The opinion of the court was delivered by: Joseph A. DiClerico, Jr. United States District Judge
The government petitioned, under 26 U.S.C. §§ 7402(b) and 7604(a), to enforce an Internal Revenue Service ("IRS") summons against C. Gregory Melick, a/k/a Charles Gregory Melick. Melick failed to comply with the summons and then failed to comply with the court order, issued on August 6, 2010, requiring him to comply with the summons. Because Melick remained at large, despite a bench warrant for his arrest, his motion to dismiss was struck under the fugitive disentitlement doctrine.*fn1
The government petitioned for a civil contempt order against Melick for his failure to comply with the August 6, 2010, order. Melick then filed a "Special Motion to Dismiss," and the government moved to strike the motion under the fugitive disentitlement doctrine. A show cause hearing was held on October 6, 2011, on the petition for civil contempt.
Melick attended the hearing, having been arrested that day on a bench warrant. The court found by clear and convincing evidence that Melick willfully refused to comply with the August 6, 2010, order without just cause and found Melick to be in civil contempt of the August 6, 2010, order. At the hearing, Melick agreed to comply with the August 6, 2010, order and agreed to produce the documents required by the IRS summons issued on February 26, 2010, without prejudice to being able to raise specific privilege issues. The court ordered Melick to report to the courthouse on October 20, 2011, to produce the documents to an IRS officer.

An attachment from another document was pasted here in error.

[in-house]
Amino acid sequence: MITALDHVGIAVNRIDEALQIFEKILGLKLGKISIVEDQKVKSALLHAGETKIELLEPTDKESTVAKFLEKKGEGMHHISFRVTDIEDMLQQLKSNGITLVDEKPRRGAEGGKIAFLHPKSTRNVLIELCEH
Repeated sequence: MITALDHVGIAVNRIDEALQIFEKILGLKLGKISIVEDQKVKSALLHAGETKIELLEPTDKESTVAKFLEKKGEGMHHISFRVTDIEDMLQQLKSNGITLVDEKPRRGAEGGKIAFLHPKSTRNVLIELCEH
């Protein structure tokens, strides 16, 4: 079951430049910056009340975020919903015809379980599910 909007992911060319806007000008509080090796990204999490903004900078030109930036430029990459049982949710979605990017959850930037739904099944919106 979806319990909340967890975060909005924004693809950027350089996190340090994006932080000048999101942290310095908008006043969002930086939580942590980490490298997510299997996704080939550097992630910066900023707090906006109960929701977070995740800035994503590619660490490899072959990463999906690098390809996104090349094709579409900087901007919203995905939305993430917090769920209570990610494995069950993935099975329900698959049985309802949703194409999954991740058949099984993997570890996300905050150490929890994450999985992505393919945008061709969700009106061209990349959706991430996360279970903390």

On October 14, 2011, Melick filed appeals challenging the order that struck his motion to dismiss and the civil contempt order. The proceedings here were then stayed pending appeal. Melick attended a meeting with an IRS officer at the courthouse on October 20, 2011, but did not produce responsive documents, asserting privilege under the Fifth Amendment.
The First Circuit Court of Appeals issued a judgment on December 13, 2012, in both of Melick's appeals. The First Circuit dismissed the appeal of the contempt order for lack of jurisdiction and affirmed the order that struck Melick's motion to dismiss. As the appeals have been concluded, the case may proceed.
The government moved to strike Melick's second motion to dismiss on the ground that it was barred by the fugitive disentitlement doctrine. At that time, Melick was still at large. Melick was arrested on October 6, 2011, however, and participated in the show cause hearing on that day. He also attended a meeting with an IRS officer on October 20, 2011.
Based on those occurrences and the time that has passed since the motion was filed, the government has not shown that the fugitive disentitlement doctrine would apply.
II. Special Motion to Dismiss
Melick filed a thirty-nine page "Special Motion to Dismiss" under Federal Rule of Civil Procedure 60. Melick states that he is making "an issuable defense and response to this Court's Orders dated variously dated [sic] 17 May 2010, August 6, 2010, January 14, 2011, February 15, 2011, and August 30, 2011, wherein there is found particular errors and mistakes arising from oversight, omission, and frauds, and other matters requiring review under pertinent Laws, Statutes, and Rules to move the Court to dismiss the instant case upon the grounds herein enumerated in accordance with Rule 60 of the Federal Rules of Civil Procedure."
Rule 60(a) authorizes the court to "correct a clerical mistake or a mistake arising from oversight or omission whenever one is found in a judgment, order, or other part of the record." Melick's arguments challenging the court's prior orders do not raise matters covered by Rule 60(a). Therefore, no relief is available under Rule 60(a).
Rule 60(b) pertains to final judgment. Final judgment has not been entered in this case. Therefore, ...